@Test
 public void navigation() {
 ...
   webDriver.findElement(By.linkText("Manage Jenkins")).click();
   WebDriverWait wait = new WebDriverWait(webDriver, 30);
   wait.until(ExpectedConditions.visibilityOfElementLocated(By.cssSelector("h1")));
   assertNotNull("Status not found", webDriver.findElement(By.id("sauce_status")));

Next we click through to another page, New Job, and and make sure the Sauce Status message appears there too:

webDriver.findElement(By.linkText("New Job")).click();
assertNotNull("Status not found", webDriver.findElement(By.id("sauce_status")));

Now we use an XPath expression to click the Jenkins link in the navigation bar, and verify the Sauce Status message is still displayed:

webDriver.findElement(By.xpath("//ul[@id=\"breadcrumbs\"]//a[1]")).click();
 //wait until the 'Welcome to Jenkins' div is visible wait.until(ExpectedConditions.visibilityOfElementLocated(By.xpath("//td[@id='main-panel']/div[2][contains(text(), 'Welcome to Jenkins!')]")));
 assertNotNull("Status not found", webDriver.findElement(By.id("sauce_status")));

Now we click through to a fourth page, UI Samples, this time using a CSS selector, and again check for the message at the bottom:

webDriver.findElement(By.cssSelector("div.task:nth-child(5) > a:nth-child(2)")).click();
     assertNotNull("Status not found", webDriver.findElement(By.id("sauce_status")));
   }

That’s it for the navigation test.

 

Testing the plugin message is shown with the correct color

Now another test that verifies the color of the Sauce Status message:

@Test
 public void colourOfStatus() {
  WebElement sauceStatus = webDriver.findElement(By.className("sauce_up"));
  assertNotNull("Status not found", sauceStatus);
  String colour = sauceStatus.getCssValue("color");
  assertEquals("Colour not green", "rgba(0, 128, 0, 1)", colour);
 }

 

Testing the AJAX call

And lastly, we check the AJAX call. Remember - this was the Check Now link that refreshes the Sauce Labs status at the bottom of the screen:

junit-test-ajax-call

First we click the Check Now link. This can only be done with a browser automation framework like Selenium, because we are operating inside a real browser.

@Test
public void ajaxAction() {
  WebElement sauceStatusProgressImage = webDriver.findElement(By.id("sauce_status_progress"));
  WebElement sauceStatusMessage = webDriver.findElement(By.id("sauce_status_msg"));
  assertFalse("Element is visible", sauceStatusProgressImage.isDisplayed());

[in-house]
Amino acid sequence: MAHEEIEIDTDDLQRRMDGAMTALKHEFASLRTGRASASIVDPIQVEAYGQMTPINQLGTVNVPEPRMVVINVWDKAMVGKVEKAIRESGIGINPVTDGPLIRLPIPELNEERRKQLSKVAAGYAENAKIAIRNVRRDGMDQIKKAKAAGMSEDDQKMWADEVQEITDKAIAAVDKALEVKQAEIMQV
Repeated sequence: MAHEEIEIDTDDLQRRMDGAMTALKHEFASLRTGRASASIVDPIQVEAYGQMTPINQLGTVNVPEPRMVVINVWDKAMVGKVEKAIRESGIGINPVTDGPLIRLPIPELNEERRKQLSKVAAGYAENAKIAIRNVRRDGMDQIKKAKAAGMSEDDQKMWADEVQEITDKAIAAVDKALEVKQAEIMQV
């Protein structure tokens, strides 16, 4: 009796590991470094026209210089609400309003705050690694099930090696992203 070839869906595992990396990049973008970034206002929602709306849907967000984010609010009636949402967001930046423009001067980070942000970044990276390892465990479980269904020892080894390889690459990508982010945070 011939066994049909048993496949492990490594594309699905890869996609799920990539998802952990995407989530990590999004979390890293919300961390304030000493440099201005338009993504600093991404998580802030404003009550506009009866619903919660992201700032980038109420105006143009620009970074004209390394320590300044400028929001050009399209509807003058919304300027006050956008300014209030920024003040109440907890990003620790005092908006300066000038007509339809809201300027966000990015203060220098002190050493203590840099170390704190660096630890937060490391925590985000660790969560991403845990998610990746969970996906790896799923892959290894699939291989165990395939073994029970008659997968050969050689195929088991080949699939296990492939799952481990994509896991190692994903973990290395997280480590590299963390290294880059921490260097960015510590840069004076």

WebElement checkNowLink = webDriver.findElement(By.id("sauce_check_status_now"));
  assertNotNull("Status not found", checkNowLink);
  //click the link
  checkNowLink.click();

After the click, we verify that the loading image is displayed and the status has changed to Checking. We wait for a few seconds to give it a chance to load.

assertTrue("Element is not visible", sauceStatusProgressImage.isDisplayed());
assertEquals("Status text not 'Checking'", "Checking...", sauceStatusMessage.getText());
WebDriverWait wait = new WebDriverWait(webDriver, 30);
wait.until(ExpectedConditions.invisibilityOfElementLocated(By.id("sauce_status_progress")));

We assert that the correct text is displayed after the AJAX click:

assertEquals("Status text not expected", "Basic service status checks passed.", sauceStatusMessage.getText());
 }

And lastly, cleaning up after ourselves - closing down the Firefox browser we used to perform the tests:

@After public void tearDown() throws Exception {
  webDriver.quit();
}

Now let’s do the same thing on multiple browsers with Sauce

In the Selenium tests shown above, we only tested the plugin on one browser, Firefox. In a real application, you’d want to test the user interface on multiple browsers and operating systems.

Of course, this adds the complexity of having to install all those platforms on the computer that is running your tests - you might want to test on dozens or hundreds of different platforms. This complexity is part of the reason why many organizations are hesitant to do acceptance testing on a significant scale.